This AIN'T NO HOLIDAY INN
Book Topics
Chelsea Hotel
New York City
punk rock
bohemian culture
80s-90s
gentrification
Beat poets
Herbert Huncke
Gregory Corso
art scene
Warhol
rock stars
Jimi Hendrix
S&M
transvestites
Dee Dee Ramone
The Ramones
Johnny Thunders
The New York Dolls
heroin
opium
drug use
methadone
suicides
NY literary history
Sid Vicious
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This AIN'T NO HOLIDAY INN

Over the past several decades, New York's Chelsea Hotel has come to epitomize the lively and decadent world of the city's artistic fringe, providing a safe haven for writers, artists, musicians and eccentrics of all stripes. With THIS AIN'T NO HOLIDAY INN: Down and Out at the Chelsea Hotel, 1980-1995, author James Lough has provided a multi-faceted portrait of the Chelsea in a unique oral history format which draws together a vast array of creative individuals who made the hotel their home in the 1980's and 1990's. Here are fascinating portraits, from the basement to the penthouses, of its notorious denizens such as Beat poets Gregory Corso and Herbert Huncke, former Andy Warhol star Viva, rockers Johnny Thunders(of the New York Dolls) and Dee-Dee Ramone (the Ramones) as well as lesser-known figures, newly arrived on the scene, eager to make their mark, who found in the Chelsea a home away from home under the watchful eye of Stanley Bard, manager, landlord and "pater familias" to the motley household. Moreover, while exploring the myths, tall-tales and wild yarns that have emerged from behind these "Chelsea Walls," this book provides a Rashomon-like perspective on urban legends surrounding the death of punk rocker Sid Vicious, the mystery of Jimi Hendrix's demise, Dee Dee Ramone's post-Ramones re-emergence as a bleached blond bluesman, and vivid portaits of the various and nefarious characters from pimps to drug dealers, aging drag queens, dominatrixes, gamblers, gurus, and gangsters who thrived there in the waning days of New York's Bohemia at the end of the 20th Century.
Book Topics
Chelsea Hotel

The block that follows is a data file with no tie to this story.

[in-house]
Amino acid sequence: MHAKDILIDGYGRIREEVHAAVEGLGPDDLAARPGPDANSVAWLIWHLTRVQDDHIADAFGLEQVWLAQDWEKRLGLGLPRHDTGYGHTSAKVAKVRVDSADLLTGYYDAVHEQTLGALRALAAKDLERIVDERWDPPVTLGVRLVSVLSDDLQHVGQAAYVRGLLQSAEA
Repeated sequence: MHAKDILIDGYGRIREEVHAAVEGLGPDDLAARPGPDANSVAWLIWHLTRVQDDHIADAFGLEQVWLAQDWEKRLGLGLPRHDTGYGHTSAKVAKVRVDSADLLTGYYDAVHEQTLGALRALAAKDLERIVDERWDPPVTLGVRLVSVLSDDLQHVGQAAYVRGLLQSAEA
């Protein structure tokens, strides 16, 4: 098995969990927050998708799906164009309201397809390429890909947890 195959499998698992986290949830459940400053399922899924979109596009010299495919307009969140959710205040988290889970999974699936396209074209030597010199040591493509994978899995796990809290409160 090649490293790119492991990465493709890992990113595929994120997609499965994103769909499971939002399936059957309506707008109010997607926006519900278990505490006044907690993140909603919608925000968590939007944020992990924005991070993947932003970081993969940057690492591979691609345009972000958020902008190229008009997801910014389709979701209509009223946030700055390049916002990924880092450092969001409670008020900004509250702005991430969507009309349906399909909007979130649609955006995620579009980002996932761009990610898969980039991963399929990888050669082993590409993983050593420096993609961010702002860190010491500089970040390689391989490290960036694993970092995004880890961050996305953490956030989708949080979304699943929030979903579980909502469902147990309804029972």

New York City
punk rock
bohemian culture
80s-90s
gentrification
Beat poets
Herbert Huncke
Gregory Corso
art scene
Warhol
rock stars
Jimi Hendrix
S&M
transvestites
Dee Dee Ramone
The Ramones
Johnny Thunders
The New York Dolls
heroin
opium
drug use
methadone
suicides
NY literary history
Sid Vicious

Reviews and Comments

  • "Exuberant oral history...Drug-fueled debauchery and artists living 'close to the bone' in service to their work fill these reminiscences along with nostalgia for the enclave of 'freaks and weirdoes.'"
    July 15th, 2013
  • "the book mostly tells fantastical yet real-life tales of many of its lesser- or unknown residents, adds depth to some that the public knew only peripherally, and shares many wild, unhinged anecdotes that marked a very different era of New York City life."
    The New York Post
  • "Junkies, beats, smugglers, punks, dealers, lowlifes, artists, it's a look behind the doors of the Chelsea Hotel in its final glory years - fascinating and riveting."
    co-author (with Legs McNeill) of Please Kill Me: The Uncensored Oral History of Punk
  • "...a colorful oral history ...(that) often focuses on lesser-known faces of the landmark... making this a good option for fueling the fire of serious Chelsea obsessives."
    NYLON Magazine
  • "...a wonderful picture of the lives of some of the hotel's latter day famous guests ... wonderful descriptions of the building itself... Lough's writing belies a true passion for this 'beautiful old whore' of a building. His research is clearly a labor of love, and the book, while informative, is incredibly readable, thanks to his wit and a liberal dose of amusing stories that have otherwise been lost to history."
    Beatdom
  • "It's a pleasure, with lots of great loopy stories."
    of The New Republic
  • "Rife with colorful anecdotes, the book is sure to find a place in the homes of artists, writers and thinkers of all stripes."
    Savannah Morning News
  • "James Lough's book, THIS AIN'T NO HOLIDAY INN: Down and Out at the Chelsea Hotel, touts Bohemian failure as creative impetus, blurs the line between starving artists and the criminal element, and thoroughly explores the historic pairing of creative-types with their substances of choice...As graceful emcee of this collaborative account, Lough sets the tone for chasing Chelsea counterculture during a bygone era of safety pins, punk rock and anti-establishment... A bittersweet bricolage."
    ConnectSavannah
  • "An enjoyable oral history of one of the rock 'n' roll world's most enduring landmarks, the Hotel Chelsea. Lough performs a useful bit of archeology as he describes the hotel's down-slipping days through a chorus of narrators... a quick and interesting read... (that) serves as a bittersweet benediction to American Bohemia."
    Arkansas Democrat-Gazette
  • "Really enjoyed the book. It brought me back to the days I visited Dee Dee in his dingy pot smoke filled room at the Chelsea."
    Ramones tour manager and author of the book "On the Road with the Ramones"
  • "THIS AIN'T NO HOLIDAY INN is a superb oral history, and James Lough should be thanked for documenting a moment in American history that now really is history. If you've never shot heroin, snorted coke, smoked pot, encountered or dealt with crazies, sociopaths, geniuses, idiots, elderly drag queens, folklorists who practice black magic, or fallen eight floors out of the window of a storied hotel in New York and survived, you will feel like you have by the end of the book."
    The American Book Review